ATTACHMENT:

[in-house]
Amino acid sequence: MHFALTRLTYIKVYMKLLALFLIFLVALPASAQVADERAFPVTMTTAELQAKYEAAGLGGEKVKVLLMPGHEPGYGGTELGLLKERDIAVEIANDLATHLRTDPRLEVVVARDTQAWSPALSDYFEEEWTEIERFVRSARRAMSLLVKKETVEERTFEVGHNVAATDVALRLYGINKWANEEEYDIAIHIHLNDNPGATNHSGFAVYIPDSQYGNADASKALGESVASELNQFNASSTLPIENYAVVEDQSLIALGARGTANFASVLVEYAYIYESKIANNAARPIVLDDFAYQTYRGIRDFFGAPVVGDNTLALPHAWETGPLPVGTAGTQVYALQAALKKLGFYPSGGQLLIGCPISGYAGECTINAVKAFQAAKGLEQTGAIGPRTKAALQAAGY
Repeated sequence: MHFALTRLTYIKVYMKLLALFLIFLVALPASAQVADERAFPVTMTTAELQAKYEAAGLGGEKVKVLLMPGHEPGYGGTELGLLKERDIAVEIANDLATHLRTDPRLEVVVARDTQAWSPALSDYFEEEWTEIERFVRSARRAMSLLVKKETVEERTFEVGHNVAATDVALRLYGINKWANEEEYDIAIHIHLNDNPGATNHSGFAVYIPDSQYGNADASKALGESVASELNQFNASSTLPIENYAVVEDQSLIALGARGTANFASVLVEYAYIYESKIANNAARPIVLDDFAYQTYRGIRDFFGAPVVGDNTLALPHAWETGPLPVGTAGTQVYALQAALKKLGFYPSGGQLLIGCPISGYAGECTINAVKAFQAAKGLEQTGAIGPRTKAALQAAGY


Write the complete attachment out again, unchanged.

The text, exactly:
[in-house]
Amino acid sequence: MHFALTRLTYIKVYMKLLALFLIFLVALPASAQVADERAFPVTMTTAELQAKYEAAGLGGEKVKVLLMPGHEPGYGGTELGLLKERDIAVEIANDLATHLRTDPRLEVVVARDTQAWSPALSDYFEEEWTEIERFVRSARRAMSLLVKKETVEERTFEVGHNVAATDVALRLYGINKWANEEEYDIAIHIHLNDNPGATNHSGFAVYIPDSQYGNADASKALGESVASELNQFNASSTLPIENYAVVEDQSLIALGARGTANFASVLVEYAYIYESKIANNAARPIVLDDFAYQTYRGIRDFFGAPVVGDNTLALPHAWETGPLPVGTAGTQVYALQAALKKLGFYPSGGQLLIGCPISGYAGECTINAVKAFQAAKGLEQTGAIGPRTKAALQAAGY
Repeated sequence: MHFALTRLTYIKVYMKLLALFLIFLVALPASAQVADERAFPVTMTTAELQAKYEAAGLGGEKVKVLLMPGHEPGYGGTELGLLKERDIAVEIANDLATHLRTDPRLEVVVARDTQAWSPALSDYFEEEWTEIERFVRSARRAMSLLVKKETVEERTFEVGHNVAATDVALRLYGINKWANEEEYDIAIHIHLNDNPGATNHSGFAVYIPDSQYGNADASKALGESVASELNQFNASSTLPIENYAVVEDQSLIALGARGTANFASVLVEYAYIYESKIANNAARPIVLDDFAYQTYRGIRDFFGAPVVGDNTLALPHAWETGPLPVGTAGTQVYALQAALKKLGFYPSGGQLLIGCPISGYAGECTINAVKAFQAAKGLEQTGAIGPRTKAALQAAGY